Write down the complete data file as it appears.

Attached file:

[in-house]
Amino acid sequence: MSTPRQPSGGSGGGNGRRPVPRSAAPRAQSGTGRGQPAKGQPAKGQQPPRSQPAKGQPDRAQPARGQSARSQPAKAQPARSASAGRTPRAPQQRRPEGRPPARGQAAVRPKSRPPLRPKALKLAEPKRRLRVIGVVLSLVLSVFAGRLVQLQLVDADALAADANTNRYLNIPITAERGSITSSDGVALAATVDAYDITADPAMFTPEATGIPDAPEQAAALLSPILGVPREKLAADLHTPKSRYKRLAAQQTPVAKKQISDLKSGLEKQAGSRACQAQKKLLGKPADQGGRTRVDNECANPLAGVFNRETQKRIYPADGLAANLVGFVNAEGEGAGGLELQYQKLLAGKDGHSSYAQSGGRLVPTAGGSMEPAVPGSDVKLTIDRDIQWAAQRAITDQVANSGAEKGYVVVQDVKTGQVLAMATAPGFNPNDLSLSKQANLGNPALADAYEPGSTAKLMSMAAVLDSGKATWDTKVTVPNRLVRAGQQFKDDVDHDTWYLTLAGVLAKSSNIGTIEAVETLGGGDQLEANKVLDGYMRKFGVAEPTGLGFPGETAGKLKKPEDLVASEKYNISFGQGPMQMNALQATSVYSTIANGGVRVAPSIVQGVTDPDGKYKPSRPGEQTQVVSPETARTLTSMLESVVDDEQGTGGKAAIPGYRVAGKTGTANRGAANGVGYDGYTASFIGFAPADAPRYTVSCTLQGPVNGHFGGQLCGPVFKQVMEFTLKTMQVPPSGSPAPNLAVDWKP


[in-house]
Amino acid sequence: MSTPRQPSGGSGGGNGRRPVPRSAAPRAQSGTGRGQPAKGQPAKGQQPPRSQPAKGQPDRAQPARGQSARSQPAKAQPARSASAGRTPRAPQQRRPEGRPPARGQAAVRPKSRPPLRPKALKLAEPKRRLRVIGVVLSLVLSVFAGRLVQLQLVDADALAADANTNRYLNIPITAERGSITSSDGVALAATVDAYDITADPAMFTPEATGIPDAPEQAAALLSPILGVPREKLAADLHTPKSRYKRLAAQQTPVAKKQISDLKSGLEKQAGSRACQAQKKLLGKPADQGGRTRVDNECANPLAGVFNRETQKRIYPADGLAANLVGFVNAEGEGAGGLELQYQKLLAGKDGHSSYAQSGGRLVPTAGGSMEPAVPGSDVKLTIDRDIQWAAQRAITDQVANSGAEKGYVVVQDVKTGQVLAMATAPGFNPNDLSLSKQANLGNPALADAYEPGSTAKLMSMAAVLDSGKATWDTKVTVPNRLVRAGQQFKDDVDHDTWYLTLAGVLAKSSNIGTIEAVETLGGGDQLEANKVLDGYMRKFGVAEPTGLGFPGETAGKLKKPEDLVASEKYNISFGQGPMQMNALQATSVYSTIANGGVRVAPSIVQGVTDPDGKYKPSRPGEQTQVVSPETARTLTSMLESVVDDEQGTGGKAAIPGYRVAGKTGTANRGAANGVGYDGYTASFIGFAPADAPRYTVSCTLQGPVNGHFGGQLCGPVFKQVMEFTLKTMQVPPSGSPAPNLAVDWKP